Odds ratios and 95% CIs were calculated as a function of M235T, T174M, and M235T/T174M genotypes by using logistic regression analysis in three ways: 1) adjusted for age; 2) adjusted for age, body mass index, diabetes mellitus, smoking, hypertension, total cholesterol level, high-density lipoprotein cholesterol level, triglyceride level, apolipoprotein A-I level, lipoprotein[a] level, and, in women, menopausal status and hormone replacement therapy; and 3) matched for age, smoking, hypertension, and cholesterol levels. Double slashes indicate a break in the odds ratio axis. *Numbers of persons in each genotype subgroup are from the age-adjusted analysis; these numbers were lower in multifactorial-adjusted and matched analyses.

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Figure 4.
Risk for ischemic cerebrovascular disease in women and men according to angiotensinogen genotype.

Odds ratios and 95% CIs were calculated as a function of M235T, T174M, and M235T/T174M genotypes by using logistic regression analysis in three ways: 1) adjusted for age; 2) adjusted for age, body mass index, diabetes mellitus, smoking, hypertension, total cholesterol level, high-density lipoprotein cholesterol level, triglyceride level, and, in women, menopausal status; and 3) matched for age, smoking, hypertension, and cholesterol levels. Double slashes indicate a break in the odds ratio axis. *Numbers of persons in each genotype subgroup are from the age-adjusted analysis; these numbers were lower in multifactorial-adjusted and matched analyses. †No odds ratio could be calculated because no case-patients were included in this genotype subgroup.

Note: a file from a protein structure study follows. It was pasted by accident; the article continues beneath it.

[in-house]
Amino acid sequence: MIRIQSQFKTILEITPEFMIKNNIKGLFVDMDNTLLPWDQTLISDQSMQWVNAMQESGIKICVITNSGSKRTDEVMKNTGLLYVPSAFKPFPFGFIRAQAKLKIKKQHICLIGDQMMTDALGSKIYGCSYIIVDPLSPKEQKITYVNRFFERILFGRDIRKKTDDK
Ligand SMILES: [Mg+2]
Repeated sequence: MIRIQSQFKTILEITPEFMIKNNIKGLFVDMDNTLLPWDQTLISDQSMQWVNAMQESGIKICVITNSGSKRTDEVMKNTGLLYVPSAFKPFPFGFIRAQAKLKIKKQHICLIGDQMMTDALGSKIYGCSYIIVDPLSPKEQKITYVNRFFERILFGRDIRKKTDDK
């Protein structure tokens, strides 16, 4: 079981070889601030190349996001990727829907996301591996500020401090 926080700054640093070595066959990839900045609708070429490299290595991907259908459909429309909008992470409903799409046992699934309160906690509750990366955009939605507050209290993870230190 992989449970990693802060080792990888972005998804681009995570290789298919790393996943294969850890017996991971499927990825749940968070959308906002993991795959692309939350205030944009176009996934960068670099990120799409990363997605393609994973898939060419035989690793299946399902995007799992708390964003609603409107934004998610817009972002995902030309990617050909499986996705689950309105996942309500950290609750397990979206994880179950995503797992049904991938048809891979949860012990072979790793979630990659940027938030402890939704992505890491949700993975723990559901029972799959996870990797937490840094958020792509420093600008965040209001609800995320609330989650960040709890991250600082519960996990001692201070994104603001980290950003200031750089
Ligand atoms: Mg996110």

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Figure 5.
Relative genotype frequencies of M235T, T174M, and M235T/T174M in three and four age groups of case-patients and controls, respectively.IHDICVDPPP

To increase statistical power, case-patients with ischemic heart disease ( ) from case–control studies 2a and 1a were combined, as were case-patients with ischemic cerebrovascular disease ( ) from case–control studies 2c and 1c. Chi-square tests were used to examine whether genotype frequencies changed as a function of age.  > 0.2 for all comparisons except where indicated by an asterisk. *  = 0.04 (female controls);  = 0.2 (men with ICVD).

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Summary for Patients

Mutations of the Angiotensinogen Gene and the Risk for Heart Disease and Stroke

The summary below is from the full report titled “Angiotensinogen Mutations and Risk for Ischemic Heart Disease, Myocardial Infarction, and Ischemic Cerebrovascular Disease. Six Case–Control Studies from the Copenhagen City Heart Study.” It is in the 15 May 2001 issue of Annals of Internal Medicine (volume 134, pages 941-954). The authors are AA Sethi, A Tybjærg-Hansen, MLM Grønholdt, R Steffensen, P Schnohr, and BG Nordestgaard.